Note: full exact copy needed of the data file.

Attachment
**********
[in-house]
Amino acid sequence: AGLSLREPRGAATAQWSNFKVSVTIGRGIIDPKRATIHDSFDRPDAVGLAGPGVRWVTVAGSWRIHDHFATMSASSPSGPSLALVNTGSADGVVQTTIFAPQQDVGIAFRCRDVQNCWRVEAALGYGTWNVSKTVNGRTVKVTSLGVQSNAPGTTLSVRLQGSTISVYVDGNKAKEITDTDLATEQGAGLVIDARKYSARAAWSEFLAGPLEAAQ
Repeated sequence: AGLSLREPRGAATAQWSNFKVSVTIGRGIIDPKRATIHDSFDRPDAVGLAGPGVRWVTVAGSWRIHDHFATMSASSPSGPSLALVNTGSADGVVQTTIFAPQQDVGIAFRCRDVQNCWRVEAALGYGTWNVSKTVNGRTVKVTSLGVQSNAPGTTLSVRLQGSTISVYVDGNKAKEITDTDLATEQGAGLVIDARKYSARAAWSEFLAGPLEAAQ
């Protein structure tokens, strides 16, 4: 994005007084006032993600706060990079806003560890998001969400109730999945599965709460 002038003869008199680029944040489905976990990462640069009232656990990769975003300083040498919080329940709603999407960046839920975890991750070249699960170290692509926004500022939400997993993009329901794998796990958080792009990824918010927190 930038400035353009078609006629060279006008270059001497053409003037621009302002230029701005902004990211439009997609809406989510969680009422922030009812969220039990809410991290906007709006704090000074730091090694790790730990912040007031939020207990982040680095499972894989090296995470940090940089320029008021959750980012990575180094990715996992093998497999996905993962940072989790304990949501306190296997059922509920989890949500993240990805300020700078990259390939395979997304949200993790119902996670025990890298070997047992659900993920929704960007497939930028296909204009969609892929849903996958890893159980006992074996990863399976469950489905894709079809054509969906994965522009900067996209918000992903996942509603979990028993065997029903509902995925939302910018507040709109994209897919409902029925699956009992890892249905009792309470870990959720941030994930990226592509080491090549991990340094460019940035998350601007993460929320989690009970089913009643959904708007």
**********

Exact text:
[in-house]
Amino acid sequence: AGLSLREPRGAATAQWSNFKVSVTIGRGIIDPKRATIHDSFDRPDAVGLAGPGVRWVTVAGSWRIHDHFATMSASSPSGPSLALVNTGSADGVVQTTIFAPQQDVGIAFRCRDVQNCWRVEAALGYGTWNVSKTVNGRTVKVTSLGVQSNAPGTTLSVRLQGSTISVYVDGNKAKEITDTDLATEQGAGLVIDARKYSARAAWSEFLAGPLEAAQ
Repeated sequence: AGLSLREPRGAATAQWSNFKVSVTIGRGIIDPKRATIHDSFDRPDAVGLAGPGVRWVTVAGSWRIHDHFATMSASSPSGPSLALVNTGSADGVVQTTIFAPQQDVGIAFRCRDVQNCWRVEAALGYGTWNVSKTVNGRTVKVTSLGVQSNAPGTTLSVRLQGSTISVYVDGNKAKEITDTDLATEQGAGLVIDARKYSARAAWSEFLAGPLEAAQ
């Protein structure tokens, strides 16, 4: 994005007084006032993600706060990079806003560890998001969400109730999945599965709460 002038003869008199680029944040489905976990990462640069009232656990990769975003300083040498919080329940709603999407960046839920975890991750070249699960170290692509926004500022939400997993993009329901794998796990958080792009990824918010927190 930038400035353009078609006629060279006008270059001497053409003037621009302002230029701005902004990211439009997609809406989510969680009422922030009812969220039990809410991290906007709006704090000074730091090694790790730990912040007031939020207990982040680095499972894989090296995470940090940089320029008021959750980012990575180094990715996992093998497999996905993962940072989790304990949501306190296997059922509920989890949500993240990805300020700078990259390939395979997304949200993790119902996670025990890298070997047992659900993920929704960007497939930028296909204009969609892929849903996958890893159980006992074996990863399976469950489905894709079809054509969906994965522009900067996209918000992903996942509603979990028993065997029903509902995925939302910018507040709109994209897919409902029925699956009992890892249905009792309470870990959720941030994930990226592509080491090549991990340094460019940035998350601007993460929320989690009970089913009643959904708007």